The Magazine

An Army of 50 Million?

The surpassingly dishonest draft debate.

Dec 11, 2006, Vol. 12, No. 13 • By WINSTON GROOM
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Possibly what these draft-renewal advocates have in mind, instead of the ridiculous notion of enlisting everybody of draft age, is some kind of return to the old end-of-the-Vietnam-war-era "draft lottery." Under this system, males (and now presumably females, too) upon reaching the age of 18 would each get a number and the highest numbers would be the only ones conscripted, as the military's needs dictated. But that would even be worse. To muster the 1.5 million active servicemen now on duty, you would only be conscripting about one percent of those draftees of eligible age. Some "universal service" that is!

And wouldn't those million or two young folks whose luck was to find themselves conscripted resent being dragooned into the military while the vast majority of their friends or classmates got the chance to go on with their lives and get ahead of them? What kind of soldiers, sailors, airmen, or Marines would they make? Especially since the two years of active duty Rangel is calling for would scarcely afford enough time to acquire the raw basics of the new and complicated military science.

Any way you look at it, if there is a renewed draft, the only fair and sensible way will be to go ahead and conscript everybody who is physically and mentally eligible. And then we, the American people, will be up to our eyeballs in superfluous and ineffectual military personnel at a stupendous and wasteful cost to the taxpayers--and to achieve what? Forced patriotism? Social engineering?

The U.S. military's mission has changed dramatically. I served as an officer in Vietnam, 1966-67, mostly with the First Brigade of the Fourth Infantry Division (the very same brigade that finally captured Saddam Hussein, I'm proud to say). But one thing I learned was that too many of the drafted soldiers did not perform as well as those who had volunteered. Quite a few of them didn't want to be there, and their attitudes showed it; a lot of them wound up in the stockade. Their hearts just weren't in it--and who could blame them? They would likely have fought hard and well in a "popular war" such as World War II, but Vietnam wasn't popular, and most felt they had been victims of the bad luck of the draw.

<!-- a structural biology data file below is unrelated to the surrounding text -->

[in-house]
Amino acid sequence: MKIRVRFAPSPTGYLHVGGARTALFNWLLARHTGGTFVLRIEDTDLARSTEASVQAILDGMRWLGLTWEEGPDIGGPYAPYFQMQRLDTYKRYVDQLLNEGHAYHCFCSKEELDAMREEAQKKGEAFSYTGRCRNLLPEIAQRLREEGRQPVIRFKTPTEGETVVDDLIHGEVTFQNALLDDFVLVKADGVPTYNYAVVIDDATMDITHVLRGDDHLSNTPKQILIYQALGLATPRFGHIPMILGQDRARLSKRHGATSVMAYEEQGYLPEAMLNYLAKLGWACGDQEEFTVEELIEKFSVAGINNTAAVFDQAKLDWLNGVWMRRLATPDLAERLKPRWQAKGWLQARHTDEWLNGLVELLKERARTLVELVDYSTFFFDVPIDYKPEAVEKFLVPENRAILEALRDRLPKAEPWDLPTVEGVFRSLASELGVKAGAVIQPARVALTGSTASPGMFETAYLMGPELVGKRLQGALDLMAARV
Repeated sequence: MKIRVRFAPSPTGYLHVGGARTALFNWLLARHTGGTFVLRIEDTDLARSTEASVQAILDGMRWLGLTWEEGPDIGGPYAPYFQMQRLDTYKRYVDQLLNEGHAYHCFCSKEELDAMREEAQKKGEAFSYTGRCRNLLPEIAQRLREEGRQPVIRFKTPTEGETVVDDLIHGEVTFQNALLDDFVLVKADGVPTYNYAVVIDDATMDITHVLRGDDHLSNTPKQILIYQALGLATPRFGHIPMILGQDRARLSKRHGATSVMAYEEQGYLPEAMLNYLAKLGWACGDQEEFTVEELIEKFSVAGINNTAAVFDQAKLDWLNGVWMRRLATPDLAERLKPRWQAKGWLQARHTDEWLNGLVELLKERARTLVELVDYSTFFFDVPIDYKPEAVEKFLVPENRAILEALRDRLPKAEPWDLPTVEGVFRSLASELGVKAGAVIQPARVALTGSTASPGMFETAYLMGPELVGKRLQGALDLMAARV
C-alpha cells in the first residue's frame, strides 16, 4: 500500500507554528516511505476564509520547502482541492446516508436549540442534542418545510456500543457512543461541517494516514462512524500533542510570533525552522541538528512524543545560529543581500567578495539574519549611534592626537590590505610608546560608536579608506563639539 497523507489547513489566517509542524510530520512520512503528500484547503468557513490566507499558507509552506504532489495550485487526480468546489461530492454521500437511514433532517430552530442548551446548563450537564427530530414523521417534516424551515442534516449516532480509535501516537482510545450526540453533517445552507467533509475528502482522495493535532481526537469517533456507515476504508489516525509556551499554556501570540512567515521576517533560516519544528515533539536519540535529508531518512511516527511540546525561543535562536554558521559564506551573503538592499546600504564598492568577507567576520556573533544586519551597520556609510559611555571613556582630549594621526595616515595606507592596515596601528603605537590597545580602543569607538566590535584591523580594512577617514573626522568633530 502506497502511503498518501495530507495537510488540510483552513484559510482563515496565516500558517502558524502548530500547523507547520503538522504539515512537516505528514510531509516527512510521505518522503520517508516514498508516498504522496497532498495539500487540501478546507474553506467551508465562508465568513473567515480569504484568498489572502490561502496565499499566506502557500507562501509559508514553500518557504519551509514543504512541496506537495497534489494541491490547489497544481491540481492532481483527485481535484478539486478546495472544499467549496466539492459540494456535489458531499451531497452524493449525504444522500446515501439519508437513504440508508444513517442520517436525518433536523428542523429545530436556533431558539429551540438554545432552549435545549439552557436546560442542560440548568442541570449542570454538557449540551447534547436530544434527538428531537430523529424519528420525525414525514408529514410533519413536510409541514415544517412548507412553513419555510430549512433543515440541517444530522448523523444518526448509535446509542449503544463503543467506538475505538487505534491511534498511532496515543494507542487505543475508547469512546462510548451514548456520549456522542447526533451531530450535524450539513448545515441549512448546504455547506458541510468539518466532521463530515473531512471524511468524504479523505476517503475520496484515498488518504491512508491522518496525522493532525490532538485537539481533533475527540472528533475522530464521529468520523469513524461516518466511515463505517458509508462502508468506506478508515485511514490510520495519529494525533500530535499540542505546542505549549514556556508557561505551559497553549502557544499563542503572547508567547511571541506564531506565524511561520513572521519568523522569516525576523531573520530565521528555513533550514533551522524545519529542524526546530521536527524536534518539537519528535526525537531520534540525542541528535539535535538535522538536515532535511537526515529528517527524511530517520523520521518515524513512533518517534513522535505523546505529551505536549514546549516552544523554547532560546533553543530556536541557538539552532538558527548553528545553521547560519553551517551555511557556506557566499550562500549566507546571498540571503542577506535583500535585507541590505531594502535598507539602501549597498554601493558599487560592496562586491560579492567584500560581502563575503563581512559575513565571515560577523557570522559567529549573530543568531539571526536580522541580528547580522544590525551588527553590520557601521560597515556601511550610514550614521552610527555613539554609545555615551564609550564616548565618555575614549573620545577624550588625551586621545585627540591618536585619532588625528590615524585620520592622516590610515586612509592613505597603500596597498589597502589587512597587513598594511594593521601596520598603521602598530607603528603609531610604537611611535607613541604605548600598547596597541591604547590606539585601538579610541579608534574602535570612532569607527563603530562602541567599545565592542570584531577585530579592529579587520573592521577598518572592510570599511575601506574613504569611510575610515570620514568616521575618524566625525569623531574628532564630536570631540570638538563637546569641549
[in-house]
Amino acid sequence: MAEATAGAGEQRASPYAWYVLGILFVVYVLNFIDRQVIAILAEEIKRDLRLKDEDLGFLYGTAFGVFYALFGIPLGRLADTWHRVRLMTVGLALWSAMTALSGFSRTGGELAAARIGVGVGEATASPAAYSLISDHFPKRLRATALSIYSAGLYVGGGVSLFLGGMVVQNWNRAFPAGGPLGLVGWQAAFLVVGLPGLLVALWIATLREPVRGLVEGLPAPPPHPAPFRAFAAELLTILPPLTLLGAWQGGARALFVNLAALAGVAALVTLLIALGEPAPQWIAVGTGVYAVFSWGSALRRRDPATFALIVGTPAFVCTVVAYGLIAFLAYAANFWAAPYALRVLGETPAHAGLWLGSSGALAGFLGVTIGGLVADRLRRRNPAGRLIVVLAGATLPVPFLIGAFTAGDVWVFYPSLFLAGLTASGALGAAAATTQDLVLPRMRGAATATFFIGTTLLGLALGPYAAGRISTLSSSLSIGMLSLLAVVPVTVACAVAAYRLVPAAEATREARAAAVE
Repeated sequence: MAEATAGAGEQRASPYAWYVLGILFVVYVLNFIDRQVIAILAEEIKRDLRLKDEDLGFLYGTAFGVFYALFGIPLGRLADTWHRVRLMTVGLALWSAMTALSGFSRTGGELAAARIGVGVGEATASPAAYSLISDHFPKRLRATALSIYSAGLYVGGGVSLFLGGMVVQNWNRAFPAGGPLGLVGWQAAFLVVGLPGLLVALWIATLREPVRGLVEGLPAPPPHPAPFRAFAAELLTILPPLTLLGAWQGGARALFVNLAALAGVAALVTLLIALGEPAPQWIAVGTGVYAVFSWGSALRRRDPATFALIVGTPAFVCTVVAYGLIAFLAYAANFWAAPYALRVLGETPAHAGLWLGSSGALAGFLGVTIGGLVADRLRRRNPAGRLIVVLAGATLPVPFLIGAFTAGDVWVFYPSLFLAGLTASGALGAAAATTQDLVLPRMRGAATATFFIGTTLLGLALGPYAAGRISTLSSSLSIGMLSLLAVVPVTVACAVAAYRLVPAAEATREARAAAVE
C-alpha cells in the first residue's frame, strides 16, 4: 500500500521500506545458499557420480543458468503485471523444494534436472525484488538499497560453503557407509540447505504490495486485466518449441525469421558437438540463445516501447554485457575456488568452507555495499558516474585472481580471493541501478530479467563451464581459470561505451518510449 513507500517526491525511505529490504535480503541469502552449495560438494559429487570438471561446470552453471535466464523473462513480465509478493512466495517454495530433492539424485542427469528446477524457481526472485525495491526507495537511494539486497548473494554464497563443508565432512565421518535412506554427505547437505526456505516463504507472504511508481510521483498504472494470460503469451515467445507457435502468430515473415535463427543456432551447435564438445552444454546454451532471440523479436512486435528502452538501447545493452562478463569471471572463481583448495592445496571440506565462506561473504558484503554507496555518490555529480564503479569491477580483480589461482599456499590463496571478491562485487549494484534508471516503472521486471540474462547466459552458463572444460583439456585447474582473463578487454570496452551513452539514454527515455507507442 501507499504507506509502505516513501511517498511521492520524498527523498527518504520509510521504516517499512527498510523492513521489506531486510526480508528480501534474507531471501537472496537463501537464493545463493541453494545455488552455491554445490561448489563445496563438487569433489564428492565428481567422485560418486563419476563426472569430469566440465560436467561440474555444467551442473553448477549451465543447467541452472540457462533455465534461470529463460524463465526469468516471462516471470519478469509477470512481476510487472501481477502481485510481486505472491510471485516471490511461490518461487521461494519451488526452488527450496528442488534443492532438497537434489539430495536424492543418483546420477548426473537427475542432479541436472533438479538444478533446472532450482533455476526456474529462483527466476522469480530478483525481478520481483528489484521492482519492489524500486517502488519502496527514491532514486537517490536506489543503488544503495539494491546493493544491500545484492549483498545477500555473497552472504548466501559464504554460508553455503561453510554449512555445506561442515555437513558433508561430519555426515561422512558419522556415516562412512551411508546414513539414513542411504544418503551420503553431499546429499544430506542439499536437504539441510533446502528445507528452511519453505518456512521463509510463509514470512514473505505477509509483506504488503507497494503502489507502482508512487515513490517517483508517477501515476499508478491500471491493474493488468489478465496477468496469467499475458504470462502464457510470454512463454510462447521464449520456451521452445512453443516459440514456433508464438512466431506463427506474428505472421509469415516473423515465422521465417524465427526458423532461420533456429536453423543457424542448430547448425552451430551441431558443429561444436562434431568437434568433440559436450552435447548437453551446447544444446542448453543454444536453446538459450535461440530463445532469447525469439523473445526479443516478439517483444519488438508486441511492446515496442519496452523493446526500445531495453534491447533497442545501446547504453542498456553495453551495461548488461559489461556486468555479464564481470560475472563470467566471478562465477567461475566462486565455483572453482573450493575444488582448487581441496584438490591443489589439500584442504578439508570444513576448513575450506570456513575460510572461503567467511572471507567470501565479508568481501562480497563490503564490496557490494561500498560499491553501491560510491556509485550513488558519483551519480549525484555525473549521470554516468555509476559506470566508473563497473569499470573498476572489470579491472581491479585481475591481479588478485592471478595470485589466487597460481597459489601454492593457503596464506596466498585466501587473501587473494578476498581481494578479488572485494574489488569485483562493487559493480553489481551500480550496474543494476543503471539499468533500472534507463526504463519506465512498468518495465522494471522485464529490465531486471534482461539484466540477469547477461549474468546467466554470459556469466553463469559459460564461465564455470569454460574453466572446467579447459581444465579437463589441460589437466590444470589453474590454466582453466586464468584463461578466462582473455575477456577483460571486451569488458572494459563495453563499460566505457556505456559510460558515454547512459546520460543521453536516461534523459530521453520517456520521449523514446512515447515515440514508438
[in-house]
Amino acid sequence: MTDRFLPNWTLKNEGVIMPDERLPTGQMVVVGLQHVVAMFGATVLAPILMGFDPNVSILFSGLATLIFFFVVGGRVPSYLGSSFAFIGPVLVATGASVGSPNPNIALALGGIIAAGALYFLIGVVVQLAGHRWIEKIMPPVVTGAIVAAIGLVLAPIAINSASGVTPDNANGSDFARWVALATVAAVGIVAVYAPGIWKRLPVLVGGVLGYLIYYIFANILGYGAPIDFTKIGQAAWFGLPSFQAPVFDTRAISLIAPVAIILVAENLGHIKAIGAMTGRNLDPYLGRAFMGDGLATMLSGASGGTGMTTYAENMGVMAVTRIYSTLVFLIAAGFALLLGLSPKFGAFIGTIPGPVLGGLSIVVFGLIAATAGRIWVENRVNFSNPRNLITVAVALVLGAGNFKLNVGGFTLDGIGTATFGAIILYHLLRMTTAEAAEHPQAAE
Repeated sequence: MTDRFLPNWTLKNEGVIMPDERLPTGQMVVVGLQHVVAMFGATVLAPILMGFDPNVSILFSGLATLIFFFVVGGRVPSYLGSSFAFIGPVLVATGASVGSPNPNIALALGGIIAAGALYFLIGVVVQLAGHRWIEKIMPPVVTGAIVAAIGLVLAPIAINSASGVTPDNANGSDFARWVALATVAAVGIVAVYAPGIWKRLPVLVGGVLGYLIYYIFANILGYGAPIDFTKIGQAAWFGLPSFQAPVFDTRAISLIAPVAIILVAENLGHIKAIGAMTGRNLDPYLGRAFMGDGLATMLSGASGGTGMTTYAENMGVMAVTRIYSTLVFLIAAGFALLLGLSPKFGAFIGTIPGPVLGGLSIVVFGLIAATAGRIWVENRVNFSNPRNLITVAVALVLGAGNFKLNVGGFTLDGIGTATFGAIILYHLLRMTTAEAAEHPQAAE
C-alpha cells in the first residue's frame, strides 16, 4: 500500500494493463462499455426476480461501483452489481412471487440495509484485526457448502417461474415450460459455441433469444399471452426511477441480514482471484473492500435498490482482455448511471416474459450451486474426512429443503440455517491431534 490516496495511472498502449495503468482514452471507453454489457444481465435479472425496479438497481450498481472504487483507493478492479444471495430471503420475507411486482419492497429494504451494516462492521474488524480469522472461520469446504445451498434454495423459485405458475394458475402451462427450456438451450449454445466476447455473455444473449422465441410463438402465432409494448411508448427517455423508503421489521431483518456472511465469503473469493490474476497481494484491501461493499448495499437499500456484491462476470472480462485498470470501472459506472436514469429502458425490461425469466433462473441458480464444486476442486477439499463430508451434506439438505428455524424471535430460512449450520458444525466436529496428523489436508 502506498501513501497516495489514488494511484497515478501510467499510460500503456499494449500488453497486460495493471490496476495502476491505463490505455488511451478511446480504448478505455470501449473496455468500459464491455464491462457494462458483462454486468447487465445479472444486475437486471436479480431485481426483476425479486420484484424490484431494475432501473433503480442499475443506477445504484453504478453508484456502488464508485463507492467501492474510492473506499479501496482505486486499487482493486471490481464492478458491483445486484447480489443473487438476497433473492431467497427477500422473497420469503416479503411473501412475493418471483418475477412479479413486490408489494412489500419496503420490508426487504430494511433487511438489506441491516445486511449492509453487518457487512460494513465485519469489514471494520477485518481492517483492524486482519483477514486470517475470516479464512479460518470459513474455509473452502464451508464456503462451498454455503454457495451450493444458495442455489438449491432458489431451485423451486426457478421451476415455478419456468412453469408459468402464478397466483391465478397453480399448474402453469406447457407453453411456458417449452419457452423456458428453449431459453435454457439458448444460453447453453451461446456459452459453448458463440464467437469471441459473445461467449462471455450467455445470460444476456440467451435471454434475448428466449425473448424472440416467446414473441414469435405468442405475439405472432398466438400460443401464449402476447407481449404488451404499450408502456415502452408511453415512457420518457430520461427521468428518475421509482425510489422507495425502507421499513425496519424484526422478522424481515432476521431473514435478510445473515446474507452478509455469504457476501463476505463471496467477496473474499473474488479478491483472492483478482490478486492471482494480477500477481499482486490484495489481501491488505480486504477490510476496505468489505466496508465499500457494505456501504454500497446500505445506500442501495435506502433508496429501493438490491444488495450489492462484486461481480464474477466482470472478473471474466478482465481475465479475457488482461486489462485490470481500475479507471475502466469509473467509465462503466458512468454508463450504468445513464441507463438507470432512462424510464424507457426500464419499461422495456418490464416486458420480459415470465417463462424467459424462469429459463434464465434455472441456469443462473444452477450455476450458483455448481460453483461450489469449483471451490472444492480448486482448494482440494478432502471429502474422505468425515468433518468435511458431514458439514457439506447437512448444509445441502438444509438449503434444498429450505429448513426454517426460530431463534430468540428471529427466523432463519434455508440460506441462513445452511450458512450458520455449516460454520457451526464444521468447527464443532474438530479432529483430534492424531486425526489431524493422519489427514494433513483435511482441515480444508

What has happened since World War II, Korea, and Vietnam is that the military has become highly technical and specialized. The insides of a Vietnam-era tank looked pretty much like an enclosed bulldozer. Today, the insides of our main battle tank look like the control room of the Starship Enterprise, and it takes years of specialized training to work the thing properly. Same goes for the complicated machinery of "smart bombs," missiles, and electronics in the Navy and Air Force. And just about the time our new conscripts finally got the hang of it, their obligation would be up and we'd have to start all over again.

The American public apparently is not long willing to accept high battle casualties, and the only way to achieve this in modern combat is through the use of highly sophisticated weapons that take years to learn how to operate efficiently. Our present-day specialists are volunteers in an all-voluntary military. Many, if not most, expect to make a career out of it, and are willing to spend a good part of their lives to learn their trade. They don't want or need to be turned into anybody's political football. Not a single senior officer presently serving in the U.S. military thinks a return to the draft would be anything but a wasteful disaster.

Yes, if you begin drafting people into the armed forces again, you can probably train them to shoot a rifle, salute, march and drill, load an artillery piece, or swab the deck of a ship, just like in the old days. But the old days are gone. You won't get the dedication and special ability of the professionals we already have. What you will get instead is a gigantic, useless mob of half-trained malcontents whose skills are half-a-century outdated. The world already has too many militaries like that.

Winston Groom is the author of Forrest Gump and 14 other books, including four military histories.